Bulletin, December/January 2006
The End Is Nigh
by Andrew Dillon
Andrew Dillon is dean of the
This is my last column on information
architecture (IA) for the Bulletin. I
started writing here in 2000, shortly after the first summit held in Boston, and
it is appropriate that I sign off, five years later, fresh from the first ever
European IA Summit held in Brussels (http://www.euroia.org/). It's been a
pleasure to receive so many responses from readers to the various issues raised,
but it's surely time for new blood. I
am delighted to note that Stacy Surla will serve as IA editor for the Bulletin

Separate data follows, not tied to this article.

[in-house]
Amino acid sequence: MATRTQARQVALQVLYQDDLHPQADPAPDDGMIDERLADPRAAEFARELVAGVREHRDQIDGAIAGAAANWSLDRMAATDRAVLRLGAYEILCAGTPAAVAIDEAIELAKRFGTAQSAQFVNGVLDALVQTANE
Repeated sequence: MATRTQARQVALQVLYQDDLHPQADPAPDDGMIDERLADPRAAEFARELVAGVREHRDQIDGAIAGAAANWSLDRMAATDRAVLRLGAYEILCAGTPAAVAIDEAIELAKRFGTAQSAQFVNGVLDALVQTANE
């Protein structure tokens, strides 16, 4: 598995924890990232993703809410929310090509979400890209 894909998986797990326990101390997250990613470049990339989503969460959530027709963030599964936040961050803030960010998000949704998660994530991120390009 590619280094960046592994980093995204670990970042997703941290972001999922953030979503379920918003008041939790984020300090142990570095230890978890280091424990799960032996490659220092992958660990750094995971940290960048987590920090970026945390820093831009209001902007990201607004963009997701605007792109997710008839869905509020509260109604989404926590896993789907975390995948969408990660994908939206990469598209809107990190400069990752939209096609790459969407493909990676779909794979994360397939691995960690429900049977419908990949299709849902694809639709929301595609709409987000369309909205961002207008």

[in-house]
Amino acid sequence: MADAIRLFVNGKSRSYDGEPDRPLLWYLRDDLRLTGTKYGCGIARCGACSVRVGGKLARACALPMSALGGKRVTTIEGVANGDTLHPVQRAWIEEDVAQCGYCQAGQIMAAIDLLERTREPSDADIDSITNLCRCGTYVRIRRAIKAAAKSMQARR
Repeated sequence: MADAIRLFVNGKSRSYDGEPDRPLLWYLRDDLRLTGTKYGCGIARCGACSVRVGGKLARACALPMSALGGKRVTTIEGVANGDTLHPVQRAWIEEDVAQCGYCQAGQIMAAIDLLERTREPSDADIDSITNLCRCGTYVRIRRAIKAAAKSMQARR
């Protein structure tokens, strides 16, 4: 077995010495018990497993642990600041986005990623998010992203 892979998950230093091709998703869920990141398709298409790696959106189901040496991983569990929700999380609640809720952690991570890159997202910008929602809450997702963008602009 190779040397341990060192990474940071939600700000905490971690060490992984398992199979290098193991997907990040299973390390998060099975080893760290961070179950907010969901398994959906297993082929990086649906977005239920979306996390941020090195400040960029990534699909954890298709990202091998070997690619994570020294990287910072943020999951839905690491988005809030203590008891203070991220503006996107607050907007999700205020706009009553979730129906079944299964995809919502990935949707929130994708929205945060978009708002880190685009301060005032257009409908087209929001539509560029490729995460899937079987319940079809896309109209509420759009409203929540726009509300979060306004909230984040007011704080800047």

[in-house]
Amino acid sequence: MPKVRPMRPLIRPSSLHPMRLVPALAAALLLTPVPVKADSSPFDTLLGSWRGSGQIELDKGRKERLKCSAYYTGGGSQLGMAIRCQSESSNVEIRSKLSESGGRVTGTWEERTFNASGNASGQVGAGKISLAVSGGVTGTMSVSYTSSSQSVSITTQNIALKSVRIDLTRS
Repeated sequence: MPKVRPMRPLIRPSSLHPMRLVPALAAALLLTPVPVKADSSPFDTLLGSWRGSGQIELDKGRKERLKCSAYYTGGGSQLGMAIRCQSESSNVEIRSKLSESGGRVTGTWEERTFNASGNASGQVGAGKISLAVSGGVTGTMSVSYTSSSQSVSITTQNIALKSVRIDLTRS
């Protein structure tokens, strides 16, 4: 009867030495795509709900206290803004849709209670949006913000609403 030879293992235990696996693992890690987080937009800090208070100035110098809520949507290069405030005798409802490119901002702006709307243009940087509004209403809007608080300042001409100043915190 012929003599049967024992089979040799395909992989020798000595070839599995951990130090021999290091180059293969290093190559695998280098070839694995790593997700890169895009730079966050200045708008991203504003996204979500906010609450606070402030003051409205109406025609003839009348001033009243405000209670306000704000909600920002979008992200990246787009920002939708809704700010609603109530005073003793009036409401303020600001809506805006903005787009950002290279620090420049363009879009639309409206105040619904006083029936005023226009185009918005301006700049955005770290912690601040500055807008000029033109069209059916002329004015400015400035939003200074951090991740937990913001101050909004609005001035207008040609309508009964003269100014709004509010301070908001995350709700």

with plans to solicit columns from across the spectrum of IA interests.
the intervening years I have made a number of points about the field, which
I'd like to reflect on in numbered form, for closure:
No, we never did define it to everyone's satisfaction but I
don't think that matters.
Communities matter more.
There will be something else after blogs, wikis and memes.
Understanding people's needs for information is a thorny
A profession is not defined solely by financial concerns.
Findability is not a sufficient basis for architecture.
Usability is a design value, not a field.
Data is stored: Information is experienced
Most of the world is still not able to have this experience.
We're still figuring this out, so don't stop trying to
is real, it's here and it has a history. Everything else is just
hair-splitting. While deriving a definition might be really important to the
academics among us, I no longer see it as essential to success of the field.